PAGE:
What do we know about IDH1/2 mutations so far, and how do we use it?

Craig Horbinski*

*Corresponding author for this work

Research output: Contribution to journalReview articlepeer-review

105 Scopus citations


Whole genome analyses have facilitated the discovery of clinically relevant genetic alterations in a variety of diseases, most notably cancer. A prominent example of this was the discovery of mutations in isocitrate dehydrogenases 1 and 2 (IDH1/2) in a sizeable proportion of gliomas and some other neoplasms. Herein the normal functions of these enzymes, how the mutations alter their catalytic properties, the effects of their D-2-hydroxyglutarate metabolite, technical considerations in diagnostic neuropathology, implications about prognosis and therapeutic considerations, and practical applications and controversies regarding IDH1/2 mutation testing are discussed.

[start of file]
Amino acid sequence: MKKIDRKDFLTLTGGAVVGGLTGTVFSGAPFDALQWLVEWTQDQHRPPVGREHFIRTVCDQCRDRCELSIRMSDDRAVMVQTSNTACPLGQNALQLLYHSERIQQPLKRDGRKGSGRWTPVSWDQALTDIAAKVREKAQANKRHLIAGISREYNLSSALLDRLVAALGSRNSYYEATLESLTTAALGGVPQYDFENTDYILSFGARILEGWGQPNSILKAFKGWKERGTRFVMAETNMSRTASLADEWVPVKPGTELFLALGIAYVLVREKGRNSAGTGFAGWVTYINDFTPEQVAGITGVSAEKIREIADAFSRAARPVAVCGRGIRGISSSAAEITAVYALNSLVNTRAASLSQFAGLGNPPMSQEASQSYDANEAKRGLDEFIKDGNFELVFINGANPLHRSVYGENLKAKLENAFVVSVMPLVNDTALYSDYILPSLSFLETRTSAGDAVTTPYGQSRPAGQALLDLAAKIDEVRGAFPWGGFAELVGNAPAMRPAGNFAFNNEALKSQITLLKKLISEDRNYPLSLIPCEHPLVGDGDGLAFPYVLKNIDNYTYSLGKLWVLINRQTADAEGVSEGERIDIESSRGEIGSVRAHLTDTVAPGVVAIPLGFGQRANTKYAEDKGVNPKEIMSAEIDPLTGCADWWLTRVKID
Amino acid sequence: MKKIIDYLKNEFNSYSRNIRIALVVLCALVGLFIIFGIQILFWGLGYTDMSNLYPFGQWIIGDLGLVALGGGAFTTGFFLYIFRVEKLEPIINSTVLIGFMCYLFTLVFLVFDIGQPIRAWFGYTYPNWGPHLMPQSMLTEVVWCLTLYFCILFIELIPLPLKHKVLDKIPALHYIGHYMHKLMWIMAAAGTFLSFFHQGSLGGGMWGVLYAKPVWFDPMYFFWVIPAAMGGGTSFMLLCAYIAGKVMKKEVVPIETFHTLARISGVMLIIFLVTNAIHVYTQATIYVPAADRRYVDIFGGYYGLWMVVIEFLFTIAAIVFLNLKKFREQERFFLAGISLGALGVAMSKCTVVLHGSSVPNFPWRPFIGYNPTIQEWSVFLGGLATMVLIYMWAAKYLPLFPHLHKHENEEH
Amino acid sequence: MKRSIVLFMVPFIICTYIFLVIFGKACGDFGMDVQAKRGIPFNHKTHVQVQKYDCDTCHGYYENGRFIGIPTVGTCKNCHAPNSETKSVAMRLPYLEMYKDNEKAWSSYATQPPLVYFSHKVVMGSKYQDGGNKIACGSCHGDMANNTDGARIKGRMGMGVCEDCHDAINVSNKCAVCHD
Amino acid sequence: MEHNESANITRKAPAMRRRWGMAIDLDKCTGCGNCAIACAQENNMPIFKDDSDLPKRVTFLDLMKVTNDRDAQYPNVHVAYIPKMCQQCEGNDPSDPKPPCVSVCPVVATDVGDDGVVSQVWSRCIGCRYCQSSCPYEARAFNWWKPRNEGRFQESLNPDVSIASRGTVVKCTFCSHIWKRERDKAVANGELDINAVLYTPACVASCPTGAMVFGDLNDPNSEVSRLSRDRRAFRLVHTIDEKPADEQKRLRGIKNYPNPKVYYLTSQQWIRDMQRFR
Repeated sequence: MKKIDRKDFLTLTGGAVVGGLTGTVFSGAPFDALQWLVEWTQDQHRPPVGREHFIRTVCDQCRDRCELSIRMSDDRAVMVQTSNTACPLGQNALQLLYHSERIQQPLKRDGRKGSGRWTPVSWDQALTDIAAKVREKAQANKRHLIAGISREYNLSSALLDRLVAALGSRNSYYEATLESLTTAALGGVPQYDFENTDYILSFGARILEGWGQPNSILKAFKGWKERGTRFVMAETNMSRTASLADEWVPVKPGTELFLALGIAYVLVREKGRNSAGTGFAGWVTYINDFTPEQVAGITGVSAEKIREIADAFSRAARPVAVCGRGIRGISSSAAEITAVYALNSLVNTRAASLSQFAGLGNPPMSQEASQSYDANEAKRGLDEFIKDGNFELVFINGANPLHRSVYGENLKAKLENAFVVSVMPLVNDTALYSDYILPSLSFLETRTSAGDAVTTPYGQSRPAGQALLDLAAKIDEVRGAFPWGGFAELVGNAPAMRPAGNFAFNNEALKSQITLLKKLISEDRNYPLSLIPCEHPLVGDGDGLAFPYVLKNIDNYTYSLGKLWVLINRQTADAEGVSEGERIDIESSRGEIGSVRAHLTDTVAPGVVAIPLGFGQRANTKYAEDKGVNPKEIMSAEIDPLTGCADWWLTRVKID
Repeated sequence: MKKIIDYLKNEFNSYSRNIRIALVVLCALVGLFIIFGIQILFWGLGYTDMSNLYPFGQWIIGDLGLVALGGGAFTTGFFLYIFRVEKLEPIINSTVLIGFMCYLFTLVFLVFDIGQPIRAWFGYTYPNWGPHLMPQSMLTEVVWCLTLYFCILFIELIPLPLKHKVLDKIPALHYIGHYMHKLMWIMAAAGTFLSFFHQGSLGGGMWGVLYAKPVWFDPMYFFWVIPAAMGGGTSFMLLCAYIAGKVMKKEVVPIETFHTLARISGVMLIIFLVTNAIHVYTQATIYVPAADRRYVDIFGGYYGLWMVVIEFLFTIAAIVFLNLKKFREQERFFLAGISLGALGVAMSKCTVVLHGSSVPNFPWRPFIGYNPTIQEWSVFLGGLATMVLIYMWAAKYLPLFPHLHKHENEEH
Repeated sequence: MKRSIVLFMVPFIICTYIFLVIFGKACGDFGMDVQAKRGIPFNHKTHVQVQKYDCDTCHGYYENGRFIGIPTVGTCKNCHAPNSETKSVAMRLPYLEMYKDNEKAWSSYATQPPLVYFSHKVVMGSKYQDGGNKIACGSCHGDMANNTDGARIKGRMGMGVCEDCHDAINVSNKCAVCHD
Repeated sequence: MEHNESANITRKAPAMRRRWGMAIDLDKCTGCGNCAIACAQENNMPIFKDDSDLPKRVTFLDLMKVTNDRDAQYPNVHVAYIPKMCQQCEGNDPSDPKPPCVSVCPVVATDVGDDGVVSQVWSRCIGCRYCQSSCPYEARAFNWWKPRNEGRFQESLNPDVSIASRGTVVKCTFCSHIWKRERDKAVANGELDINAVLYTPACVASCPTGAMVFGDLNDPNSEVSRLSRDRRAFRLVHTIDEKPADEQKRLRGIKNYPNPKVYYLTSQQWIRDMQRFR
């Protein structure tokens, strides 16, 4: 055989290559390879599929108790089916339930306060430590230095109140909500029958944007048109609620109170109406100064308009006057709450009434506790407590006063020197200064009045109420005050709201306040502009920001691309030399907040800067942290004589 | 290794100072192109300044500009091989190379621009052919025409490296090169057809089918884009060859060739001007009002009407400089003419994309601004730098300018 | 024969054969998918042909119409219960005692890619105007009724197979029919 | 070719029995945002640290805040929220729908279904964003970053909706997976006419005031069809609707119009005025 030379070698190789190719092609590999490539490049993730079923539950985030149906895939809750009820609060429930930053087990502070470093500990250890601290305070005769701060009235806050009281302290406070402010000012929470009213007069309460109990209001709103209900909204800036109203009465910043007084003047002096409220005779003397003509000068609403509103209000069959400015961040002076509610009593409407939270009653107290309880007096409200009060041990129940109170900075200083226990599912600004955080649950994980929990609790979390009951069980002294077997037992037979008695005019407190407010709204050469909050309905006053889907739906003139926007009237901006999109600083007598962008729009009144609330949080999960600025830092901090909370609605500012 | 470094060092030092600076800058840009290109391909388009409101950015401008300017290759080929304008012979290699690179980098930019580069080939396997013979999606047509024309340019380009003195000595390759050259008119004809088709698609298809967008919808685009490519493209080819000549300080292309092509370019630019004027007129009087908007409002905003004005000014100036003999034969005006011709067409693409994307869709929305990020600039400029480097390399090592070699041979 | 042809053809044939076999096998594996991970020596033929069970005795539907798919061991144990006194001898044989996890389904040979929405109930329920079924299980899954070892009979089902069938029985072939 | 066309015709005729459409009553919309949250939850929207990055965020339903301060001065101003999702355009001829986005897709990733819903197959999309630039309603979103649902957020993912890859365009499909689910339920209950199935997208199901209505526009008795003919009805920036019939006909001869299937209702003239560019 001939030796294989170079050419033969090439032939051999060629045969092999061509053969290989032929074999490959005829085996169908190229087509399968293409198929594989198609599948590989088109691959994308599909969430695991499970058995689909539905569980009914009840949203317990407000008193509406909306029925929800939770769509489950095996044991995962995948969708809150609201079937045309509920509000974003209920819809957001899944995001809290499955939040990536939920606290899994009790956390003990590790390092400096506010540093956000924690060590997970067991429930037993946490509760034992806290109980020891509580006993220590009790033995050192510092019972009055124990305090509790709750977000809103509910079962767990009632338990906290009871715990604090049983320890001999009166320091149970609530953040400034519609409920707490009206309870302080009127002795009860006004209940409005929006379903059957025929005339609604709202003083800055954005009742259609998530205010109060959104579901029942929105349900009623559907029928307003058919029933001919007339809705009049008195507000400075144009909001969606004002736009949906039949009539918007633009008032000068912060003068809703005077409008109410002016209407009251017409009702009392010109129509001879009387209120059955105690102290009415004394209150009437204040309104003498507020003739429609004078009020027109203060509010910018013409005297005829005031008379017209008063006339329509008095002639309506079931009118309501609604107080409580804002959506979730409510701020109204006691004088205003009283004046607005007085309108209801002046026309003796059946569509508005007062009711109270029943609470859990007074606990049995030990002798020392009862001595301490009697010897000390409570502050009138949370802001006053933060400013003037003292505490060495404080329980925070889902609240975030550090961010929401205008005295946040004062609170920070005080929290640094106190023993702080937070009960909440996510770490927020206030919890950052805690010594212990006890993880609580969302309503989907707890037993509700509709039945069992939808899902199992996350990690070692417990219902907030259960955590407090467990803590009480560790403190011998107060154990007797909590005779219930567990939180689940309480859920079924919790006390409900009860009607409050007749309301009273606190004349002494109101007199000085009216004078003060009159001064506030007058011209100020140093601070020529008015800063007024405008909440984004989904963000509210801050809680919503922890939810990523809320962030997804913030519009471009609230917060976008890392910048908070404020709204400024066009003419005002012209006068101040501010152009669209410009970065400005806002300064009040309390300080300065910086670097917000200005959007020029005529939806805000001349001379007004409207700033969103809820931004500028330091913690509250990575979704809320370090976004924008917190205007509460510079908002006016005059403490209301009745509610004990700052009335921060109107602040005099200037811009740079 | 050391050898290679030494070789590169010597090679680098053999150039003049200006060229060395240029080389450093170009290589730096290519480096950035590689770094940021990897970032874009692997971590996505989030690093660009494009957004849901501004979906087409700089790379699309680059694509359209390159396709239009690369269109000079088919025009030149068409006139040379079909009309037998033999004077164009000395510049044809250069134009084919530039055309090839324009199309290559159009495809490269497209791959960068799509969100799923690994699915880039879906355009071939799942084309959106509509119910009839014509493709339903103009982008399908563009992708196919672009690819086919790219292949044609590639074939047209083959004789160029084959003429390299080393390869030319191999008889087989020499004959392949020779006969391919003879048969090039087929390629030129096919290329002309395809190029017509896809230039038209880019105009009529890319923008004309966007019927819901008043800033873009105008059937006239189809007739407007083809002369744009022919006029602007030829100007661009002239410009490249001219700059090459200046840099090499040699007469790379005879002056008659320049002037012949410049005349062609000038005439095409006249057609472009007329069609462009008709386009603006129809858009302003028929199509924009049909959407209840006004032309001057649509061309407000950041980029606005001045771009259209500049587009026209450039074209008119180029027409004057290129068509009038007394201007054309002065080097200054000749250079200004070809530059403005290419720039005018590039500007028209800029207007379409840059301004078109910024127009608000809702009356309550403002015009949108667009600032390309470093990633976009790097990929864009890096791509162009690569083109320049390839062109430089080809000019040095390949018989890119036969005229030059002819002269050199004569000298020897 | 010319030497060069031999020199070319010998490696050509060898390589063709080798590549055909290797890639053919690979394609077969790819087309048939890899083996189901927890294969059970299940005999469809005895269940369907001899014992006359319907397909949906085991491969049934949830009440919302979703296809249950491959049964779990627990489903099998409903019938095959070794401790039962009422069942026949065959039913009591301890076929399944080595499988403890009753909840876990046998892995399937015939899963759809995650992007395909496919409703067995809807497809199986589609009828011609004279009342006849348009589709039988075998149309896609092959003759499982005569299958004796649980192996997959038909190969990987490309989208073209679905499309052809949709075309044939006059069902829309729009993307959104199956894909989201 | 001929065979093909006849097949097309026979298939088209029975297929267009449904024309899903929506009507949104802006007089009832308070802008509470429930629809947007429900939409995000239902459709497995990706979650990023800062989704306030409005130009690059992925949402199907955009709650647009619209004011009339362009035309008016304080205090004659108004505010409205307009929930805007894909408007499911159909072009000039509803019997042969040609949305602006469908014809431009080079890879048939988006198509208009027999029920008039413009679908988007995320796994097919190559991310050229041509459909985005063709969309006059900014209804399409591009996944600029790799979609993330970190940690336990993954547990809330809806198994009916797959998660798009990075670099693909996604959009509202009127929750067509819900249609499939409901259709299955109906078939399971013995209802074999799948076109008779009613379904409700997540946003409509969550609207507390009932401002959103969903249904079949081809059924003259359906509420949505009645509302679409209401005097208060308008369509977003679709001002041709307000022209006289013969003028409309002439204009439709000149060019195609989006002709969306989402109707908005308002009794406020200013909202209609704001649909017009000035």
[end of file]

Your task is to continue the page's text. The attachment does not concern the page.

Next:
Original languageEnglish (US)
Pages (from-to)621-636
Number of pages16
JournalActa Neuropathologica
Issue number5
StatePublished - May 2013


  • Glioma
  • Histone
  • IDH1/2 2-hydroxyglutarate
  • Methylation

ASJC Scopus subject areas

  • Pathology and Forensic Medicine
  • Clinical Neurology
  • Cellular and Molecular Neuroscience


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